I was looking through some old photo albums last week when I found an envelope of wallet sized photos. These were all photos of my sisters when they were kids. Based on their size, I would say they must be between the ages of 4 and 8. This make sense because a regular rite of passage for both of my sisters was their annual trip to Sears Portrait Studios. This practice ended right before I was born, but our house was filled with the results of their photo sessions.
Sears Portrait Studios visits were a ubiquitous component of so many homes in the past. My town growing up was no different. All of my friends had photos lining their wood-paneled walls as well.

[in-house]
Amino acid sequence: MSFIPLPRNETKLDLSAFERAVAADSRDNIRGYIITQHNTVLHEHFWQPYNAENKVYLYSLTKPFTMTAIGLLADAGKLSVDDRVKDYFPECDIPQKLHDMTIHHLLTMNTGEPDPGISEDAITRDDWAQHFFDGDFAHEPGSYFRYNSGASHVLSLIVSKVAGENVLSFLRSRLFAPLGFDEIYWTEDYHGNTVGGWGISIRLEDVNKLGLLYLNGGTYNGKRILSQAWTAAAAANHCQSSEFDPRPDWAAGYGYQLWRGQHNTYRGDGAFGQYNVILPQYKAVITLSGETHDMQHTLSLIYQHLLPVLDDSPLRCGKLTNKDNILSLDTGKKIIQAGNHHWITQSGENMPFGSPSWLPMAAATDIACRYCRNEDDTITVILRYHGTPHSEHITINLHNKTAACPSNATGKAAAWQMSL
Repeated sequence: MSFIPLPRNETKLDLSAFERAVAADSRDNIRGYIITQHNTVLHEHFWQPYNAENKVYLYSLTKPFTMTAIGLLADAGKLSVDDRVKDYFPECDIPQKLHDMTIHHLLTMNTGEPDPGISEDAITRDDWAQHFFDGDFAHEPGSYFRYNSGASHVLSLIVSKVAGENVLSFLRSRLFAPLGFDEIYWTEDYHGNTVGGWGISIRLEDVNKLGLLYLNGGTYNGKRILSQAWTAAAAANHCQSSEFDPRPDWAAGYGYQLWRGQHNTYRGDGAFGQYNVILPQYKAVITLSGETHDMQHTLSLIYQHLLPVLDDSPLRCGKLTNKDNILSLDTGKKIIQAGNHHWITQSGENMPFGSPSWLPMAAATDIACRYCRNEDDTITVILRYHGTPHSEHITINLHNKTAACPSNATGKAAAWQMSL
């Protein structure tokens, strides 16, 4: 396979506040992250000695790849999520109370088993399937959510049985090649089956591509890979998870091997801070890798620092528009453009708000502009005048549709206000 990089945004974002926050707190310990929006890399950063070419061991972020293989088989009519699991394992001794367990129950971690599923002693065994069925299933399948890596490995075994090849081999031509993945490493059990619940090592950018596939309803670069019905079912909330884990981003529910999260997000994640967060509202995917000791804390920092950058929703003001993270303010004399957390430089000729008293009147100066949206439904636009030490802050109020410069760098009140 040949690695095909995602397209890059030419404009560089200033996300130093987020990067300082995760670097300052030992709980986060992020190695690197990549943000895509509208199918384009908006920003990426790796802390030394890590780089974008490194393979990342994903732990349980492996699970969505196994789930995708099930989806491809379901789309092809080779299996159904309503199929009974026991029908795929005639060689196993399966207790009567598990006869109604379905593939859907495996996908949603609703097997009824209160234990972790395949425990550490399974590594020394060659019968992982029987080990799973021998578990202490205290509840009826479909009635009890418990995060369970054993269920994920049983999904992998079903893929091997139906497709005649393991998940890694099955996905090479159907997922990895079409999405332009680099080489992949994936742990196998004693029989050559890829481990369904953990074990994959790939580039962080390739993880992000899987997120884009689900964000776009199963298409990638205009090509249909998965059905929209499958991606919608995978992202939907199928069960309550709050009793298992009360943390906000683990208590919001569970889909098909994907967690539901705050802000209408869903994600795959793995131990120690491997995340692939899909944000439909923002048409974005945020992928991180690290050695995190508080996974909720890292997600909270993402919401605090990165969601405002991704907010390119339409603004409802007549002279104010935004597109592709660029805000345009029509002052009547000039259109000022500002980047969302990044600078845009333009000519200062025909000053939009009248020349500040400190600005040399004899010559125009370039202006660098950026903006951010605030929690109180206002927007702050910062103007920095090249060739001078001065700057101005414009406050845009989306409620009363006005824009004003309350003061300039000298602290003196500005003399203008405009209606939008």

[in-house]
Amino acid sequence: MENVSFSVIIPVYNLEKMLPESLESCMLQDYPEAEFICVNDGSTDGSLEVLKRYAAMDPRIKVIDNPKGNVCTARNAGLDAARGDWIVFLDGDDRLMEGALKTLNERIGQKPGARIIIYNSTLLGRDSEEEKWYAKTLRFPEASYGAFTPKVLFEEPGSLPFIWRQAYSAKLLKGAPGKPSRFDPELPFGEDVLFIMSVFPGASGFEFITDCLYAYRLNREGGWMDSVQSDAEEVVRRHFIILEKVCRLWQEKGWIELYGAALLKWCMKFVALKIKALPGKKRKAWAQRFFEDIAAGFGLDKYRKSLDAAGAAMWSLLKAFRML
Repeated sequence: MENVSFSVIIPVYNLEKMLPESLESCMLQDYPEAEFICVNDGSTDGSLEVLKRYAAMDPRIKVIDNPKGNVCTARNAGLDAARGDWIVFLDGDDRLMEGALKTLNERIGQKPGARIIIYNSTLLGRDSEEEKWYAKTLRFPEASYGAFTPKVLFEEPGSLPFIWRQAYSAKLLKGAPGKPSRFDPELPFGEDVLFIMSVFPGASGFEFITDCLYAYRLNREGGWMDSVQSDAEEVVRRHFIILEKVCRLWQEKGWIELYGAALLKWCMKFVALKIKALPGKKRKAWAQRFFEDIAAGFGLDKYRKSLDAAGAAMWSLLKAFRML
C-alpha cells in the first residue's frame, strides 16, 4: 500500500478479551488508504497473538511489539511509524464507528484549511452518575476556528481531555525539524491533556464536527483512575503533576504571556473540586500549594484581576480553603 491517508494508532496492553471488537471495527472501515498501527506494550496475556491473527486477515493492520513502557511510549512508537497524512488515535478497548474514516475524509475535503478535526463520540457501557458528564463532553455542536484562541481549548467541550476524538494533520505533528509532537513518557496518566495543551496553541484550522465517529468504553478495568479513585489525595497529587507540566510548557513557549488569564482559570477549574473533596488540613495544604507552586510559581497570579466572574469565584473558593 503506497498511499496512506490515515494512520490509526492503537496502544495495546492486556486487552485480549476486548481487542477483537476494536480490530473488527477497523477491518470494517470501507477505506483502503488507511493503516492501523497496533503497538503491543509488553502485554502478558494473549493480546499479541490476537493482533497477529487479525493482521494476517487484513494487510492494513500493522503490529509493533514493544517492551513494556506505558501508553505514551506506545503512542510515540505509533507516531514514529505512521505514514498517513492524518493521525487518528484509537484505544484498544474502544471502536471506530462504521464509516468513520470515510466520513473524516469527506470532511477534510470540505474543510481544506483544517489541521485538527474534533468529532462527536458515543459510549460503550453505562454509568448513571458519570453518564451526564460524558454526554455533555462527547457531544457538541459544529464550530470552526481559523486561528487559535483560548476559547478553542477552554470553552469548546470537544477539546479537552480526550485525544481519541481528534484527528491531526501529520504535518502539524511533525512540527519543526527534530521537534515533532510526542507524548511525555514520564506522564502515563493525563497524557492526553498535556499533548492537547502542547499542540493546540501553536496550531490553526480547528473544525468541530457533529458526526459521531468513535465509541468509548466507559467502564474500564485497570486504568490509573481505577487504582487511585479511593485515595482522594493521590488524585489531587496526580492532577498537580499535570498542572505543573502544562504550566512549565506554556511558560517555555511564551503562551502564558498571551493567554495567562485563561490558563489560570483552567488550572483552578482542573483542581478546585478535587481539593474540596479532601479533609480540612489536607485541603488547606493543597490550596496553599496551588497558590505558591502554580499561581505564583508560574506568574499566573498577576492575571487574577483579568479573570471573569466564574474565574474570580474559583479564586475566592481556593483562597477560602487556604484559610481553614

One thing I remember very clearly was how mothers would give out these wallet size photos. Sometimes not just to family members, but also to friends they just met on the street. Many times I was with my Mother when she would hear a fellow mom speak glowingly about her child. Then the proud mom would whip out a wallet size photo and present it to my Mom. When my Mom would try to give it back, she would say, “No, you keep that.” My Mother would smile and put it in her purse or hold it absent-mindedly in her hand. Then, when we got to the car, she would look at the photo and ask, “Now what am I supposed to do with this?”
All those photos eventually ended up in a box that my family still has somewhere. Filled with the anonymous memories of kids I don’t recognize. I guess I understand why we have so many extras of photos of my sisters. My mother hated the practice of giving photos out to people outside of the family. So no matter how many photos she was given, it was way too many.